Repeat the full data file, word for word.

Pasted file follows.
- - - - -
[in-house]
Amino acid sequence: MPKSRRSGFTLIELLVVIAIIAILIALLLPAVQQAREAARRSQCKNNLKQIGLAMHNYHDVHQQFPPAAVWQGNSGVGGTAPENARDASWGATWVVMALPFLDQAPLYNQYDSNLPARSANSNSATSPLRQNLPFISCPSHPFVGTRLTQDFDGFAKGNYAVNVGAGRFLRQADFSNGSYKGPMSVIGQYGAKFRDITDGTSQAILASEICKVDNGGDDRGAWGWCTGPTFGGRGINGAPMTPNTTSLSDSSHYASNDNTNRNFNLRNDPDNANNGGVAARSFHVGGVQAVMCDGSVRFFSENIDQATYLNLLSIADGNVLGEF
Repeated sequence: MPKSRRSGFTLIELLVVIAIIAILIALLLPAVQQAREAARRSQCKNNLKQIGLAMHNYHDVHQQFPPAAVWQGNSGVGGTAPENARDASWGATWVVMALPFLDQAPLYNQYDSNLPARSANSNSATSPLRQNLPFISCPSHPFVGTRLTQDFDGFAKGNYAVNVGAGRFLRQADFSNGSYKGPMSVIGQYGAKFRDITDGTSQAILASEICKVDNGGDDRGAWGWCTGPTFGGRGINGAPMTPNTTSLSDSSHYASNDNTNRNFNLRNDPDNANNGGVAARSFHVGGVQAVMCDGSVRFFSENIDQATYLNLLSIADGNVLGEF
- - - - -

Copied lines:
[in-house]
Amino acid sequence: MPKSRRSGFTLIELLVVIAIIAILIALLLPAVQQAREAARRSQCKNNLKQIGLAMHNYHDVHQQFPPAAVWQGNSGVGGTAPENARDASWGATWVVMALPFLDQAPLYNQYDSNLPARSANSNSATSPLRQNLPFISCPSHPFVGTRLTQDFDGFAKGNYAVNVGAGRFLRQADFSNGSYKGPMSVIGQYGAKFRDITDGTSQAILASEICKVDNGGDDRGAWGWCTGPTFGGRGINGAPMTPNTTSLSDSSHYASNDNTNRNFNLRNDPDNANNGGVAARSFHVGGVQAVMCDGSVRFFSENIDQATYLNLLSIADGNVLGEF
Repeated sequence: MPKSRRSGFTLIELLVVIAIIAILIALLLPAVQQAREAARRSQCKNNLKQIGLAMHNYHDVHQQFPPAAVWQGNSGVGGTAPENARDASWGATWVVMALPFLDQAPLYNQYDSNLPARSANSNSATSPLRQNLPFISCPSHPFVGTRLTQDFDGFAKGNYAVNVGAGRFLRQADFSNGSYKGPMSVIGQYGAKFRDITDGTSQAILASEICKVDNGGDDRGAWGWCTGPTFGGRGINGAPMTPNTTSLSDSSHYASNDNTNRNFNLRNDPDNANNGGVAARSFHVGGVQAVMCDGSVRFFSENIDQATYLNLLSIADGNVLGEF